Waco will be the latest Texas city to form a criminal justice hub dedicated to finding and stopping organized crime.
The city received a $1.5 million Texas Anti-Gang grant to create the hub, where 10 to 15 Waco detectives who already participate in anti-gang work will coordinate with state and federal authorities tackling the issue from a regional perspective, Waco Police Chief Ryan Holt said.
“Most violent crime has some kind of connection to organized crime,” Holt said. “This is about organized crime, and unfortunately there is a presence in Waco. I don’t want to scare people, because Waco is a safe place, but there is that element.”
During its meeting Tuesday, the Waco City Council approved a lease for office space to house the center, a contract for design work and started the process to seek sealed bids to renovate the space.
The first Texas Anti-Gang center in Houston was followed by centers in Lubbock, Irving, El Paso, San Antonio, and McAllen. The state Legislature approved funding this year for the Waco center and one Tyler.
The staff in Waco will consist of about four dozen people, led by a facility administrator and a governing board that will be put in place when the center opens.
The grant from the governor’s office will cover the cost of construction, equipment and supplies for the center, but not staffing. Waco’s contribution to staffing will be the 10 to 15 detectives already employed by the Waco Police Department, Holt said.
The McLennan County Sheriff’s Office; the U.S. Marshals Service; the Drug Enforcement Administration; the Bureau of Alcohol, Tobacco, Firearms and Explosives; the Texas Department of Public Safety’s criminal investigations division and possibly the FBI will have a presence at the center. Holt said the center would be a hub not just for Waco, but for all of Central Texas.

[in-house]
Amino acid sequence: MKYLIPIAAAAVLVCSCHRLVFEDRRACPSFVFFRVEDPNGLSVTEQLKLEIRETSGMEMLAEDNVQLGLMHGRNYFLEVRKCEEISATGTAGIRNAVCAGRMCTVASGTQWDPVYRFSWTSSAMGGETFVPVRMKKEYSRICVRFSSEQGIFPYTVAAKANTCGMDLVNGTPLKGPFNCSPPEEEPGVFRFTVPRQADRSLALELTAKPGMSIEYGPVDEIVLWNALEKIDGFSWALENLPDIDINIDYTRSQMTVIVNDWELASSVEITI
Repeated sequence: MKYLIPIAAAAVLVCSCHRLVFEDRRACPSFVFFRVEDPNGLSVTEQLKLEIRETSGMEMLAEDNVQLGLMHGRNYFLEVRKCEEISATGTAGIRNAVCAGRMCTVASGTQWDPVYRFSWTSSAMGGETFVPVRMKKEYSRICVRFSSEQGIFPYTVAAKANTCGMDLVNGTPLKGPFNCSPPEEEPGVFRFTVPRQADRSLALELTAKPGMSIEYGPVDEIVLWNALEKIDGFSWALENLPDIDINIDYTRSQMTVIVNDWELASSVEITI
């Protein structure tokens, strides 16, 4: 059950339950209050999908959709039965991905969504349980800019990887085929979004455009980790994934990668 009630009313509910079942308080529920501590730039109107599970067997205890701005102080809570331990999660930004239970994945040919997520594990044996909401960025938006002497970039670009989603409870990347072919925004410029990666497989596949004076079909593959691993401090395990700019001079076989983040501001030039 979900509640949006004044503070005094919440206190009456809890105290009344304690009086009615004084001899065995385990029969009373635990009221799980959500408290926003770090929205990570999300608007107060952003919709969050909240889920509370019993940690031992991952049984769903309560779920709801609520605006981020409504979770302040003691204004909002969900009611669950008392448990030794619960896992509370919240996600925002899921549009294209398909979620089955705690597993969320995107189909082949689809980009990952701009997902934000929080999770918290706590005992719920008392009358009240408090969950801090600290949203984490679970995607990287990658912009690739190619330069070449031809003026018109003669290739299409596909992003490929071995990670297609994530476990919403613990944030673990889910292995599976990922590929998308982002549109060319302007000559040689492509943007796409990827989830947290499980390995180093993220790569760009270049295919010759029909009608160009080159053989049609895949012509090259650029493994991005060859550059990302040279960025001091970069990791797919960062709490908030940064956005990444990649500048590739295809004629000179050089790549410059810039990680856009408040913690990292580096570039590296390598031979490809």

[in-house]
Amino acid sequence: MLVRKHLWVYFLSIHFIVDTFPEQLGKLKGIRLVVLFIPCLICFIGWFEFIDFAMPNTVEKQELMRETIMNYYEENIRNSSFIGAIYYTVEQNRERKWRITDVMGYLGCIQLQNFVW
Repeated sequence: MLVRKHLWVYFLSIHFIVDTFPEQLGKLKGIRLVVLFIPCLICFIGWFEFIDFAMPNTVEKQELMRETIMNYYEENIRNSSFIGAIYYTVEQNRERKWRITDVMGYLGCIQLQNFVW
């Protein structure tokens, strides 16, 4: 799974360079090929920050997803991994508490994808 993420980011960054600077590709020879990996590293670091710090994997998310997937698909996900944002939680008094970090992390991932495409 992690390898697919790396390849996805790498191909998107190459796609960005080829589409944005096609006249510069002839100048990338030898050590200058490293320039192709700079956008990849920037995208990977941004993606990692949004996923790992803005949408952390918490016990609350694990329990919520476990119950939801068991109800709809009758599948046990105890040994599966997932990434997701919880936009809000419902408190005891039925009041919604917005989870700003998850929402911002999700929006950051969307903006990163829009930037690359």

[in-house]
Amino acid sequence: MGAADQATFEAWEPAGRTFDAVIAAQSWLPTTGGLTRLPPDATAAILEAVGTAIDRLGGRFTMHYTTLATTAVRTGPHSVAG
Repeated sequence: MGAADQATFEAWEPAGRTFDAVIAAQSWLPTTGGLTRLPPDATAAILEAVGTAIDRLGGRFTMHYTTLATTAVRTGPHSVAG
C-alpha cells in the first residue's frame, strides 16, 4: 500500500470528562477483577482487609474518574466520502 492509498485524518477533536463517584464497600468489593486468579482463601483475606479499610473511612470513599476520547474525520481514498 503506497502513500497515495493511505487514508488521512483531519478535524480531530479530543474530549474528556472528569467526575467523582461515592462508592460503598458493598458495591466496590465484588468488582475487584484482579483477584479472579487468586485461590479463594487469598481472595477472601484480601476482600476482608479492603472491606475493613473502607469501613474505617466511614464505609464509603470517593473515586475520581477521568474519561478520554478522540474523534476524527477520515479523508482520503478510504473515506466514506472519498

“It’s about leveraging your resources for the entire community,” Holt said. “Criminals don’t care where your jurisdiction begins and ends.”
The grant budgets $1.2 million for contractual and professional services.
“I’m excited that our community is embracing it and we have an opportunity to really implement a program of that magnitude and impact in our community,” City Councilman Hector Sabido said.
Sabido said in his opinion, diverting detectives to the new center is well worth the cost, because of the resources the center will afford the city.
“I think these resources will be better strategized to really fill that gap that we currently have in our city and to really attack a problem on a grand scale that we’re missing out on right now,” Sabido said.
During Tuesday’s city council meeting, the council voted to approve an $88,000 contract, plus an $8,800 design contingency, with Reliance Architecture LLC for design and engineering services, including mechanical, electrical, and plumbing engineering, for the 20,000-square-foot building that will house the center.
They also approved another resolution to create a competitive sealed proposal for office space construction, as well as a $145,000 lease for the building that will house the center.
Officials are not disclosing the location of the center.
“Obviously, the governor’s office recognizes that it’s a significant crime issue, and this is a really good opportunity for local and state law enforcement agencies to cooperate,” City Manager Wiley Stem III said. “I think it’s a state-initiated opportunity for law enforcement to work together.”
According to the Texas Gang Threat Assessment issued in November 2018 by the Texas Department of Public Safety, the state’s anti-gang centers in operation have made more than 9,000 arrests.
The report lists three tiers of gangs, ranked by the threat they pose and their involvement in violent crime, with Tier 1 indicating the most significant threat. Tier 1 gangs with a Waco presence include Tango Blast and the Mexican Mafia. Tier 2 gangs with a Waco presence include Latin Kings, Bloods, Aryan Brotherhood of Texas, Crips, Bandidos, Sureño 13, Aryan Circle and Texas Syndicate. Tier 3 gangs with a Waco presence include Gangster Disciples and Raza Unida.
The threat assessment report also details the way the internet has changed gangs’ recruitment tactics.
“Gangs might also take advantage of the enhanced encryption features in smartphone applications to avoid law enforcement scrutiny. These social media platforms also give gangs the ability to select the intended audience of their communications,” the report states. “For example, messages and photos intended to promote the gang’s image and accomplishments could be broadcast publicly while internal gang communications could be disseminated to a select distribution list.”